To stay current on educational changes and trends, I find myself constantly skimming, flagging, and saving articles from dozens of education journals and e-newsletters. (Following the example of a librarian on our advisory board, I recently started using Scoop.It! to help me organize and share key articles with my colleagues—it’s a great tool.)
This article in Education Week drew me in for a deeper read right away. It follows the uphill climb a teacher and her eighth-grade students in the District of Columbia are making in pursuit of new Common Core skills. To teach the skill of doing a “close read” of a text—analyzing the elements of a piece of writing to determine its main idea—the teacher painstakingly leads her students through a nonfiction article. She focuses students on each structural element in the text—chapter titles, subtitles, captions, bolded text, call outs, etc.—which give them clues about the main topic and help them grasp the message. The students make some strides, but it’s a process they haven’t used before; the discussion is slow going and hard work.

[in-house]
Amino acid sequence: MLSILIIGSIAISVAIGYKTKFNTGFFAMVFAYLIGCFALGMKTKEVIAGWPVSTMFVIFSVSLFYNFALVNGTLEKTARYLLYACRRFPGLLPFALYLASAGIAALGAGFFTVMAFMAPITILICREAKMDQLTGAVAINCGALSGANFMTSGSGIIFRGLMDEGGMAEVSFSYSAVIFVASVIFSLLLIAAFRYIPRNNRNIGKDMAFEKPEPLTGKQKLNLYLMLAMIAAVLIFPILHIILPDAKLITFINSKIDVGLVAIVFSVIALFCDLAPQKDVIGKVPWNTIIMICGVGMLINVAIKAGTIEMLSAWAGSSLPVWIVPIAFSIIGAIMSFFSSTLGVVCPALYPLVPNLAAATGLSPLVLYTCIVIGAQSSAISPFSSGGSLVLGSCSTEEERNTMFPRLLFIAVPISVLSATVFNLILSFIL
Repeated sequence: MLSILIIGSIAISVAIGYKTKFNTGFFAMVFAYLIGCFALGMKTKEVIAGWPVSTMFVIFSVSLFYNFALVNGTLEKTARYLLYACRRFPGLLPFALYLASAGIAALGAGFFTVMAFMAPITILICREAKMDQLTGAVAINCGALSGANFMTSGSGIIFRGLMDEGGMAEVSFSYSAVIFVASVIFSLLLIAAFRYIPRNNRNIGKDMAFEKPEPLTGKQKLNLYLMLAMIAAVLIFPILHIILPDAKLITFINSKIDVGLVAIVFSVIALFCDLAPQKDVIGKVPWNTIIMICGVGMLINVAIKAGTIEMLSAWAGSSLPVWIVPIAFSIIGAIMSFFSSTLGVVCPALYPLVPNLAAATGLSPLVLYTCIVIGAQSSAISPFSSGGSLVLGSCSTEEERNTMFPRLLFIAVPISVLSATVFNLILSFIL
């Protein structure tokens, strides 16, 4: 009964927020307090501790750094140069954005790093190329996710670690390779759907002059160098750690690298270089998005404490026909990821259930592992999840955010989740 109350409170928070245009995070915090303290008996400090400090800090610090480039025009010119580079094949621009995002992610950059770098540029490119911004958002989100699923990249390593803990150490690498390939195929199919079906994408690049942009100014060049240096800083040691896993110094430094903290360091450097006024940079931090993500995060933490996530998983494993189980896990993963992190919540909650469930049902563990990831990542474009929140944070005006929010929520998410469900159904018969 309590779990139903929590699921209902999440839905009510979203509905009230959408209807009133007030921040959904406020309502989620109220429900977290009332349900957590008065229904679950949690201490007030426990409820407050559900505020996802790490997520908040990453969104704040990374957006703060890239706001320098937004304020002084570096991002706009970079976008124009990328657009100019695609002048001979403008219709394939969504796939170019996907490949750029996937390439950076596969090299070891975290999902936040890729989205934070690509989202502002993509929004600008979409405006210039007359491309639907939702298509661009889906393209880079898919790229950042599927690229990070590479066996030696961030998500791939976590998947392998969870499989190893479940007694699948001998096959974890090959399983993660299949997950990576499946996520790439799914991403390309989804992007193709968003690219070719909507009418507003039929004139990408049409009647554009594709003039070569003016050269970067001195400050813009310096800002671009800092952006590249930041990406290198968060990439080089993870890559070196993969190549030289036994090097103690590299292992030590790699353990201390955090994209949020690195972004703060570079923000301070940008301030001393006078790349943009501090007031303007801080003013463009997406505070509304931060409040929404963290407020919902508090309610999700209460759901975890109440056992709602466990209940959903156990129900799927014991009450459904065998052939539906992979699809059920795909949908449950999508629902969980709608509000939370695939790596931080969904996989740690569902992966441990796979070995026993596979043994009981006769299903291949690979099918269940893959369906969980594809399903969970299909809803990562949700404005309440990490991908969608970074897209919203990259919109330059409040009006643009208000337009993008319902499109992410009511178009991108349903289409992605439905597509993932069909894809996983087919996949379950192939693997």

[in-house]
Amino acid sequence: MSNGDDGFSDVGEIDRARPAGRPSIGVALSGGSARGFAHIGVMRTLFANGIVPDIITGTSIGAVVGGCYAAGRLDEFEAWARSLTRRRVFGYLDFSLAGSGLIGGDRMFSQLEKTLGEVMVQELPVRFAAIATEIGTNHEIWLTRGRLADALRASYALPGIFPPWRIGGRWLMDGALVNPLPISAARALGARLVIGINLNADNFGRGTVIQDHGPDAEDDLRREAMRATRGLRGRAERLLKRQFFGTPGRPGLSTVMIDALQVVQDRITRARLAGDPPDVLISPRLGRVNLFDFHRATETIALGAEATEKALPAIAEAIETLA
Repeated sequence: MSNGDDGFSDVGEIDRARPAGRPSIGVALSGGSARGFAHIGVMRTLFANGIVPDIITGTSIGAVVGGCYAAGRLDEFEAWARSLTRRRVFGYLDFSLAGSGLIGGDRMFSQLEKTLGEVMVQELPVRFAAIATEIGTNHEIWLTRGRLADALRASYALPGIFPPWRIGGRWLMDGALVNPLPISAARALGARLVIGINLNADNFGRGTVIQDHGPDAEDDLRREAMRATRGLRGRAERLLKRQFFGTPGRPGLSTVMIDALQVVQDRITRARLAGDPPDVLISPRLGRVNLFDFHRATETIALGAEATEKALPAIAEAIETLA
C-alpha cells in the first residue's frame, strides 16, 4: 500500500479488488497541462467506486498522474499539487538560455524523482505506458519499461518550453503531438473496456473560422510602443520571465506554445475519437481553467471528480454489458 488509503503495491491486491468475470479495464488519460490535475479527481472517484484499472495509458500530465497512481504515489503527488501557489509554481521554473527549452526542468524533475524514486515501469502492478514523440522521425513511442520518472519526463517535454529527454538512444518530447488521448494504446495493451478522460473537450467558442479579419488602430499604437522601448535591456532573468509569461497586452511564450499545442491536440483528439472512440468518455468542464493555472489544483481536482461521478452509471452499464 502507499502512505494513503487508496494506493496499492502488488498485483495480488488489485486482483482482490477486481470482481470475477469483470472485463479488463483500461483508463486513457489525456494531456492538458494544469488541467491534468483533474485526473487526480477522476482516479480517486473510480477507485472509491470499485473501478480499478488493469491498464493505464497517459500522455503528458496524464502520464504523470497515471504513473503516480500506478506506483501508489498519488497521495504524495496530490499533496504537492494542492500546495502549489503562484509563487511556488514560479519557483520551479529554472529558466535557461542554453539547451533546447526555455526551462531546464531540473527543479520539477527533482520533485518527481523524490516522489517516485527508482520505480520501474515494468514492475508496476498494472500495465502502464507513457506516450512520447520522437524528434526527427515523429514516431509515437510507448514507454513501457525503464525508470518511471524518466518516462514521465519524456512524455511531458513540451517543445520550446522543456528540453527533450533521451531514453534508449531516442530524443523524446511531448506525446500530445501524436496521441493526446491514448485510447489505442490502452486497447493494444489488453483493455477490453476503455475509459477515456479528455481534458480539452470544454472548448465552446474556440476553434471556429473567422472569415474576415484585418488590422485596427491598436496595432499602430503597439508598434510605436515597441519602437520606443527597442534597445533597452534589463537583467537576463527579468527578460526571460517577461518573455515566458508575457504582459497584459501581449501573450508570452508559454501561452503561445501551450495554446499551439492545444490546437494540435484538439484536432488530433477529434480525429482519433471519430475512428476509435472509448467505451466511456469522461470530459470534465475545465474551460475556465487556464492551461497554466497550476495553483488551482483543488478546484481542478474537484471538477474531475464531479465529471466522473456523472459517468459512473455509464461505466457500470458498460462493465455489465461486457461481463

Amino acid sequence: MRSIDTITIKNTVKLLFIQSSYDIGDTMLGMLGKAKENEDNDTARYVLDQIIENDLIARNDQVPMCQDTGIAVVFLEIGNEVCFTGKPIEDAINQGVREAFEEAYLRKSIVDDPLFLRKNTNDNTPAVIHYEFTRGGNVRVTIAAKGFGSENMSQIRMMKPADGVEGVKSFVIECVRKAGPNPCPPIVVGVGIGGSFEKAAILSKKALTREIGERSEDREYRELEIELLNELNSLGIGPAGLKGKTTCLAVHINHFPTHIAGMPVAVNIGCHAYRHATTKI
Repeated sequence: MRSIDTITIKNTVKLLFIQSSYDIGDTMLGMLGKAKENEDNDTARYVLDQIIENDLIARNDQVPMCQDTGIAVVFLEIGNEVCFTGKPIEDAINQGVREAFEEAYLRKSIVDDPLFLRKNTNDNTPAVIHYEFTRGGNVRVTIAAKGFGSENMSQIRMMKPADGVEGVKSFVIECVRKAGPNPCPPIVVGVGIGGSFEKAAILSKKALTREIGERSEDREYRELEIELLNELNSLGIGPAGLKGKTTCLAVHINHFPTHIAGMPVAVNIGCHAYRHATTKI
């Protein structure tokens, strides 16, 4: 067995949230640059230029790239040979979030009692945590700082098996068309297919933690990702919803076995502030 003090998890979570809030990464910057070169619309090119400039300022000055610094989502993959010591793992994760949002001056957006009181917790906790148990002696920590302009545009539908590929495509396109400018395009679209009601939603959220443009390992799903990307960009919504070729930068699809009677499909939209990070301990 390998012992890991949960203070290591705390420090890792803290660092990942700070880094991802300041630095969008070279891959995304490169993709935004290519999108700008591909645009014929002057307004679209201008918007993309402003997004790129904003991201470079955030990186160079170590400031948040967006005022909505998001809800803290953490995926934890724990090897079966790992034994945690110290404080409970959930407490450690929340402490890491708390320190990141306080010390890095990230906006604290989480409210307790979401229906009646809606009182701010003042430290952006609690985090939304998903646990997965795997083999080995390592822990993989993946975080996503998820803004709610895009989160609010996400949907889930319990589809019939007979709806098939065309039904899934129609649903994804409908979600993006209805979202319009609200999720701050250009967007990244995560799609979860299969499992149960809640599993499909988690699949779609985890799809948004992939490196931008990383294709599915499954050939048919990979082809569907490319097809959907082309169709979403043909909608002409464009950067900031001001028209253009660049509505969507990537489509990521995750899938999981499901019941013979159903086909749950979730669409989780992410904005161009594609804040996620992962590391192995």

While I frequently talk with teachers and librarians and read and reread the Common Core documents to understand how our books can better support teachers and readers in learning these new skills, I don’t often get the sense of the exertion it takes in a classroom to help students put them to work. This in-the-trenches article made it crystal clear to me. As a publisher, we must remain diligent in our creation of books with well-structured, clearly written text and intentional with our nonfiction text features to ensure we support these teachers and readers on their journey.
The article also points out that in the District of Columbia and elsewhere, there’s an amazing network of coaches, master teachers, directors, and administrators who are spending time analyzing and strategizing to improve teaching tactics. Kudos to all of you—and your students—for blazing these new trails. We’ll all keep learning from you.